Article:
# An Engineer’s Review of Linear Algebra (under construction)

## An Engineer’s Review of Linear Algebra (*under construction*)

A good understanding of linear algebra is a must for computer scientists who like to delve deeper into the world of machine learning, especially deep learning. I try to provide explanations to some of the practical aspects of Linear Algebra in the context of computer science.

### A brief travel in time:

Around the turn of 200 B.C, the Chinese published the “The Nine Chapters on the Mathematical Art” in which they introduces a way of solving 3x3 equations which is now called the referred to as Gaussian Elimination^{[1]}. However, it was not until the 17th century the power of Linear Algebra was known.

René Descartes introduced what is now popularly referred to as the “Cartesian Geometry”. In this new system, lines and planes are represented by system of linear equations and the intersection of these lines are the solutions to the system of linear equations. Leibniz introduced a systematic way of solving these system of linear equation using Determinants(link to later part in the page) in the late 17th century[1].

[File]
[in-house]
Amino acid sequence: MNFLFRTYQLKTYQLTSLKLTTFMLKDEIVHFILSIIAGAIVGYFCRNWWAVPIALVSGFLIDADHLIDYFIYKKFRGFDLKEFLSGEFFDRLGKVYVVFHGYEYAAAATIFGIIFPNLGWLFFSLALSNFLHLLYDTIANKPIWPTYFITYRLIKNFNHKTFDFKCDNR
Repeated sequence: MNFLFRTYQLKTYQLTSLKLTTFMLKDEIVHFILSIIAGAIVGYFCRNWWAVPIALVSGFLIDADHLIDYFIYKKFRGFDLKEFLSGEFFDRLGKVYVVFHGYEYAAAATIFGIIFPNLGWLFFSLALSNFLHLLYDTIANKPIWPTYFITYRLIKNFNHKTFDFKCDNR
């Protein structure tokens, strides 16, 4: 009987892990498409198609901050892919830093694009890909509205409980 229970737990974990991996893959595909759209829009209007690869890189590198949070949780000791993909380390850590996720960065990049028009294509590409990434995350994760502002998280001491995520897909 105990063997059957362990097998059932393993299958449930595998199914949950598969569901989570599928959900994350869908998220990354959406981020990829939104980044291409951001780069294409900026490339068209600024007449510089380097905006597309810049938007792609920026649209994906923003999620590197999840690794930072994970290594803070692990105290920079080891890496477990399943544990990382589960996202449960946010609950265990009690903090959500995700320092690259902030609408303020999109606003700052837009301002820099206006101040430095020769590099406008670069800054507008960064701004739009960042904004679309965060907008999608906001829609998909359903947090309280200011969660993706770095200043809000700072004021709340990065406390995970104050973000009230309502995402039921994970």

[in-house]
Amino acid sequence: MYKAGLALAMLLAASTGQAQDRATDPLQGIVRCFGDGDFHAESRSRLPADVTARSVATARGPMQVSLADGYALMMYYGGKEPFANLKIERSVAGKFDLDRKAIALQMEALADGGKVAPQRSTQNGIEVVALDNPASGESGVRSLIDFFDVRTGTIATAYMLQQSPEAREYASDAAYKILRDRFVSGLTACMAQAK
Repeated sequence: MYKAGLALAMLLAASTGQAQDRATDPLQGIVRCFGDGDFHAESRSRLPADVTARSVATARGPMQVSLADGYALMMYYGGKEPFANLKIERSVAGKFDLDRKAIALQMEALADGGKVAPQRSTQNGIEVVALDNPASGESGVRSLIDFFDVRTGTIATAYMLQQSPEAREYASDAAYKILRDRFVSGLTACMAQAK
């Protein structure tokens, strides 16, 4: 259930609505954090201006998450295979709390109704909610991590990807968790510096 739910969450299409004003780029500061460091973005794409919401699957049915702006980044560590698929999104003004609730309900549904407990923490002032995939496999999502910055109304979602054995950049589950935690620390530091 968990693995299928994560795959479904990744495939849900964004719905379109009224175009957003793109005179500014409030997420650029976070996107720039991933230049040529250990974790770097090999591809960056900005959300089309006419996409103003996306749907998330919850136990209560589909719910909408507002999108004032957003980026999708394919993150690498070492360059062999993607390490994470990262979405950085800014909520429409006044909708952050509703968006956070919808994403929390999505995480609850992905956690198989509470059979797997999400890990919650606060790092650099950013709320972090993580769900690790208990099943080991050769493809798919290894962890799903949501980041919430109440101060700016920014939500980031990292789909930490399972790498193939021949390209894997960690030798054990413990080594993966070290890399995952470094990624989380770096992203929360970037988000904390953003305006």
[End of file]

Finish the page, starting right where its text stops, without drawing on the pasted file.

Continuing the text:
In the mid 19th century, Arthur Caley introduced matrix multiplication and matrix inverses and tied matrices with determinants.Cayley used a single letter to denote a matrix, thus treating a matrix as an aggregate object. He also realized the connection between matrices and determinants, and wrote “There would be many things to say about this theory of matrices which should, it seems to me, precede the theory of determinants”[1].

Linear algebra took its modern form in the first half of the 20th century. The advent of computers in the later half of the 20th century elicited many computer scientists to develop new algorithms for efficient computation of matrix decompositions and solutions to system of linear equations.

### Some definition of the words used widely:

**Scalar**: A scalar is nothing but a single number. Notation: Lower case letter**Vector**: A vector is an array of numbers. For ease of notation, a vector is represented by lower case bold letters throughout this page.**x**is a column vector with*n*scalar values. In machine learning terms,*n*represents the number of features under consideration. For a problem of classifying colors based on the pixel values of an image,*n*= 3 (Red, Green and Blue).Example:

x is a vector inR ^{3}.

x =_{1}**Matrix**: A matrix is nothing more than a 2D array of numbers. Columns of a matrix are individual vectors. Notation: Matrices are represented in upper case bold letters.Example:

A is a matrix of size 3x3 composed of 3 vectors of size 3x1.

A = $$\begin{pmatrix} | & | & |\\ x_{1}&x_{2}&x_{3}\\ | & | & | \\ \end{pmatrix}$$

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- Vectors and vectors spaces
- Dot product of vectors
- Determinant and inverses
- Eigen Values and Eigen Decomposition
- SVD
- Intro to matrix calculus